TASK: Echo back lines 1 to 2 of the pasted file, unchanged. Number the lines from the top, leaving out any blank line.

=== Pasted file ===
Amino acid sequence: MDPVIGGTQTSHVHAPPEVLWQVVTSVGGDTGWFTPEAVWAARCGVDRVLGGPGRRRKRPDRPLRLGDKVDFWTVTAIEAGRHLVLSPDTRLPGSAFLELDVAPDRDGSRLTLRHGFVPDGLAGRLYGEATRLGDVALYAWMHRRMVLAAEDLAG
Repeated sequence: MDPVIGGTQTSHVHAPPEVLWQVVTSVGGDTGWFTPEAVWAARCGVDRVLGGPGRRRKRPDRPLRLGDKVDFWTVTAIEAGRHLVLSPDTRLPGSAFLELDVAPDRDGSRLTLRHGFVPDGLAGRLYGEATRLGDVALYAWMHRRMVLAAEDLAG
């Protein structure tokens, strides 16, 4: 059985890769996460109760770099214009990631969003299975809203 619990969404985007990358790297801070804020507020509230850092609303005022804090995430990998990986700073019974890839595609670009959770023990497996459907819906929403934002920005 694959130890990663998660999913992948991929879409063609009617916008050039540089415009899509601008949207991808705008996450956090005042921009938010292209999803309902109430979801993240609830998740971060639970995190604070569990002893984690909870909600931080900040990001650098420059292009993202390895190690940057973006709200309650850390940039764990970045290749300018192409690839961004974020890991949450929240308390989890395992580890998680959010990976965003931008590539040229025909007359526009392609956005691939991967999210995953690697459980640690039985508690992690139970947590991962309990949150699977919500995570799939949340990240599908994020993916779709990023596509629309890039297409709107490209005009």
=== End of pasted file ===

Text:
Amino acid sequence: MDPVIGGTQTSHVHAPPEVLWQVVTSVGGDTGWFTPEAVWAARCGVDRVLGGPGRRRKRPDRPLRLGDKVDFWTVTAIEAGRHLVLSPDTRLPGSAFLELDVAPDRDGSRLTLRHGFVPDGLAGRLYGEATRLGDVALYAWMHRRMVLAAEDLAG
Repeated sequence: MDPVIGGTQTSHVHAPPEVLWQVVTSVGGDTGWFTPEAVWAARCGVDRVLGGPGRRRKRPDRPLRLGDKVDFWTVTAIEAGRHLVLSPDTRLPGSAFLELDVAPDRDGSRLTLRHGFVPDGLAGRLYGEATRLGDVALYAWMHRRMVLAAEDLAG